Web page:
Namibia is a maturing democracy with its roots anchored in virtually every level of society during regular elections, but still needs nurturing.
There is also almost no part of everyday Namibian life that is exempted from functioning well without some form of democracy.
Think about class prefects, school boards, housing- and community water points, community policing, small and moderate income generating initiatives, gardening projects, village- as well as regional -councils and ultimately parliamentarians and their presidents.
If there is a problem with democracy and its principles, it is not with everyday Namibian voters. It is with those that cling to power in the face of public contempt and those that cannot accept outcomes and abuse democracy to force outcomes in their own- and for factional -interest.
Some Namibians have already become victims of a tyranny of imposed “favouritism and political convenience” where might always tramples on right.
However, activists and opportunists in all Namibian political parties might be surprised, but within the small communities of Namibians they are known, and notoriously so.
They are neither democrats nor accountable, and do not even trust their own consciousness to decide between right or wrong. They do in fact only thrive on division.
The “right to choose” is the pillar on which every citizen’s participation rests and subsequently, the first responsibility that the elected must assume, is that of a servant.
Without accountable representatives and democratic candidates who understand that victory demands humility and that defeat demands bravery, Namibia will be shackled by a counterfeit or false democracy.
National elections are still far off, but candidate lists must be compiled and presented by all political parties and those that ignore the choice of their grassroots’ structures and those that will impose friends and favourites, might face the rebellion that many town councils have launched the past few weeks.
Namibians must pause for an election reality check. False expectations of elections are as dangerous as false expectations on economic or climatic solutions that Namibians have no control over, but must bear and overcome together.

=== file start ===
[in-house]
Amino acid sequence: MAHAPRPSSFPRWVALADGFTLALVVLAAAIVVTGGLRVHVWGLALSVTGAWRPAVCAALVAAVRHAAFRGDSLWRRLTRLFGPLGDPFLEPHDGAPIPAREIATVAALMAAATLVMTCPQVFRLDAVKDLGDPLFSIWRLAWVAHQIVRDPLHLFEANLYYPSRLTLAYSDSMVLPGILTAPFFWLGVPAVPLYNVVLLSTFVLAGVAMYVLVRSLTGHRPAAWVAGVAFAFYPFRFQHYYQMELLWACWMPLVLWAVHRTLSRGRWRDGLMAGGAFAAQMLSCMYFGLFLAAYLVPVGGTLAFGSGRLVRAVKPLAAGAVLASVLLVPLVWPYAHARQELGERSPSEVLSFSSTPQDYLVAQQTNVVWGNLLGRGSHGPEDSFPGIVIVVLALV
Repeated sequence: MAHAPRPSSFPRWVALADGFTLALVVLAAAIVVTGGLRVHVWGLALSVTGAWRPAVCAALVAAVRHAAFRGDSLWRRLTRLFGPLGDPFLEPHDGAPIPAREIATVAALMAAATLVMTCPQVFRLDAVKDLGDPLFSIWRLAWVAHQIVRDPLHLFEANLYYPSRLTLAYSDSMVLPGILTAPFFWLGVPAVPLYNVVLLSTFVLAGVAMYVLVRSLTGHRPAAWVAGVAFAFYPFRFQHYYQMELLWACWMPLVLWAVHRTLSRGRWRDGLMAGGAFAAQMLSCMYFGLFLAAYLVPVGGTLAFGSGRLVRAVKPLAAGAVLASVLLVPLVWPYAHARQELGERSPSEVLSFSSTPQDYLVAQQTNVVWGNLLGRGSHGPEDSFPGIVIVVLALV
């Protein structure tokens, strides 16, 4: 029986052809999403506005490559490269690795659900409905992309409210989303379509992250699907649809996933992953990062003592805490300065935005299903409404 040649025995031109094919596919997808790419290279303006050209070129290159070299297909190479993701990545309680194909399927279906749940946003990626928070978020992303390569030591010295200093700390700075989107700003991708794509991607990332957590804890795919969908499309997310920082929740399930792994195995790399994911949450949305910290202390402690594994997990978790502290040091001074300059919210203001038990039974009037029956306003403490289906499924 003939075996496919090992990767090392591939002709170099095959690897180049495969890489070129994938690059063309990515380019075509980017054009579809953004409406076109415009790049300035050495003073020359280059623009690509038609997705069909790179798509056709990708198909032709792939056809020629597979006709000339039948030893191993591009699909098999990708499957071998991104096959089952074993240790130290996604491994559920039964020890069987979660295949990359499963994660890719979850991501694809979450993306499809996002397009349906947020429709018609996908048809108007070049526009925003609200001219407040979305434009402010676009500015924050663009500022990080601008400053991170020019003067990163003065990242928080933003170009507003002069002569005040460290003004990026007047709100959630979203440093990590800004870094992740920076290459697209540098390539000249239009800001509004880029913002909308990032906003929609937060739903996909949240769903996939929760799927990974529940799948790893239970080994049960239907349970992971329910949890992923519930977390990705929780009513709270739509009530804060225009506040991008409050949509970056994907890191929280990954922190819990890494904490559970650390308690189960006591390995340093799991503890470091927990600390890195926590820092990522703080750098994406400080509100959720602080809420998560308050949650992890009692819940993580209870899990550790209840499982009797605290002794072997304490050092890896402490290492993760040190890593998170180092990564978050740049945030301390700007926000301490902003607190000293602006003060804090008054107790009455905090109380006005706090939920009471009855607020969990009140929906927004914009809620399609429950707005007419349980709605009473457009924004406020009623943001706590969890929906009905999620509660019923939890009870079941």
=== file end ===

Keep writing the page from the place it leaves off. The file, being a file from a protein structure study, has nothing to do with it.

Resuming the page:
At last, after 30-years of Independence, it is now proven beyond a reasonable doubt that political office is neither a food for work program nor the opportunity for the greedy to embed conspirators to get hold of the treasury.
Party structures are the first walls of defence against unaccountable leaders and against arrogance of power that will make a maggot vomit.
The siege of democracy by insensitive and divisive leaders on all levels of society are robbing the powerless from their last ray of hope and frustrate citizens of unity in national interest into self-imposed exile.
Political parties might win elections, but democracy might injure itself through lack of interest because the current choice of candidates is no choice.
Independent candidates – which is a constitutional right, and not a party issue – might find that they are also not an alternative as many voters might not abandon their parties, but the candidates.
It is an ironic but a sad state of affairs, that Namibian opposition parties for the past five years cannot gain ground against the ruling Swapo Party in what should have been the perfect condition for political challenge.
The challenge for Namibians is not democracy, but the lack of democrats and elected leaders on all levels who can differ, tolerate, compromise and are collectively accountable, because Namibians are collectively responsible.
In the end, the mark of the finger of the most humble citizens at the ballot box will shape Namibia’s destiny.
Social media will become background noise and the battle of ideas will be in constituencies under trees and public meetings, but the silent social conscience of ordinary and everyday Namibians, will keep the revolution of development and freedom burning.